Many international students – even those in the country for a relatively short period of time – choose to open a bank account in the US for convenience and to save money on ATM fees and transaction charges. A checking account normally comes with a debit card for withdrawing cash and allows you to write checks, while savings accounts accrue some interest, but are usually not as easy to access. Normally, you can open a basic checking account with a minimal amount of money, but it is important to ask about annual fees and any penalties for going below an account minimum. In order to open a bank account, you will need to bring:
- Your Western card
- Your passport
- Your DS-2019, I-20, or H1B approval notice
- Proof of a local address (usually a bill or rental agreement – ISSS can also provide a letter confirming your address)
You may be asked for a Social Security Number. A Social Security Number is not required to open a bank account. If you do not have a Social Security Number, just explain that to the bank and they will ask you to fill in an additional form, the W-8BEN.
There are many banks with branches in Bellingham. Bank of America and Whatcom Educational Credit Union (WECU) have ATMs in the Viking Union. Keep in mind that using an ATM that doesn’t belong to your bank may incur charges from both your bank and the other bank. One way to avoid this is by asking for cash back when you make purchases using your debit card at supermarkets.
If you are unfamiliar with the process of writing a check, take a look at this helpful guide produced by College of the Atlantic:
In the US, the tax year runs from January 1 – December 31, with tax returns due on April 15 of the following year. All international students and scholars will need to file documentation with the Internal Revenue Service (IRS), even if they did not have any US income. Please see the Tax Resources page for more details.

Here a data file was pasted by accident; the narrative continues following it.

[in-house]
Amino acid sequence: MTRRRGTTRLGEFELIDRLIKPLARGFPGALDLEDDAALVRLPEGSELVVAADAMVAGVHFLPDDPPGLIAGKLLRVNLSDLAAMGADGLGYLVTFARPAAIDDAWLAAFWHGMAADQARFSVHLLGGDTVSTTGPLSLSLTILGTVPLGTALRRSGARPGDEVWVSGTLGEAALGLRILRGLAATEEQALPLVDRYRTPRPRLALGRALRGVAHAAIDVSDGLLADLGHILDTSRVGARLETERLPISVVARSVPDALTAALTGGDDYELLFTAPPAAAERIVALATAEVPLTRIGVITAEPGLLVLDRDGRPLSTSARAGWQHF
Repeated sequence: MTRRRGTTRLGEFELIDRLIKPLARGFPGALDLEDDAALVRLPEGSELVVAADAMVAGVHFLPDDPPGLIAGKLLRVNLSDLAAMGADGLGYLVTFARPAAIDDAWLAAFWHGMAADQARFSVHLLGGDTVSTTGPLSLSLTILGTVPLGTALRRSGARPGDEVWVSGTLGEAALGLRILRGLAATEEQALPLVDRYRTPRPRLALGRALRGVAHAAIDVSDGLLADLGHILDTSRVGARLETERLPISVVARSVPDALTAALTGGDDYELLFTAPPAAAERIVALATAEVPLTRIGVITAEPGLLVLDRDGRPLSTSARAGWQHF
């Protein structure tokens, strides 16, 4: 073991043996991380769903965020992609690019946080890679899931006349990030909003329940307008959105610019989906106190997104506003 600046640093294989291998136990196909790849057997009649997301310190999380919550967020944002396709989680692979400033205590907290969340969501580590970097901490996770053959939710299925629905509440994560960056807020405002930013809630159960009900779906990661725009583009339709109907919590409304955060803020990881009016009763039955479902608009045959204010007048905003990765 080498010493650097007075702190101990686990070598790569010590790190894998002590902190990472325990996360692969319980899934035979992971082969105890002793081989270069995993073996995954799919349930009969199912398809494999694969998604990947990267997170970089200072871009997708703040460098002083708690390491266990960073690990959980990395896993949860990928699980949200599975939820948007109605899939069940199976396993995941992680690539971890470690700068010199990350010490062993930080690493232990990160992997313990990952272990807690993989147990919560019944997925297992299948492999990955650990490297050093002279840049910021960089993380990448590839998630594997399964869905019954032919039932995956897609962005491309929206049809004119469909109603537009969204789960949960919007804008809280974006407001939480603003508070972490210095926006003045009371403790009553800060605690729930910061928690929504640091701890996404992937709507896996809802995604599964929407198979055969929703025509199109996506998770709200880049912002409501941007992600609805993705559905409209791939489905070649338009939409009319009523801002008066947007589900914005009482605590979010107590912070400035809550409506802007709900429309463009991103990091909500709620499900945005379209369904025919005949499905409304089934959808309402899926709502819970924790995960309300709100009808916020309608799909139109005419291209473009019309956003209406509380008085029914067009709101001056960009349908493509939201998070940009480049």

Sales tax is not included in the price of an item or service and will be added on at the time of payment. Sales tax is determined by the state, locality, and type of item or service purchased and therefore can vary greatly across the country.
Unauthorized employment is a serious violation of immigration status and can result in termination of your record. It is important to understand what constitutes employment and what sort of employment your particular immigration status allows.
Employment is any activity for which you receive compensation. Compensation does not only refer to receiving money. For example, baby-sitting or housekeeping in exchange for room and board would be considered compensation for services and therefore unauthorized off-campus employment.
Self-employment (for example, offering personal services, making and selling products, or otherwise engaging in income-producing activity in the US) is generally prohibited.
Income from investments, interest on bank accounts, and similar funds do not constitute employment because there is no direct service/compensation relationship. Similarly, income from foreign employers does not necessarily constitute employment in the US if that money is paid abroad.
For more information on employment for international students, please see the Employment page.
International students and scholars are reminded that acceptance of public benefits from federal, state, county, or local government agencies can be a violation of immigration status. It is critical that you consult with ISSS before accepting any sort of public assistance.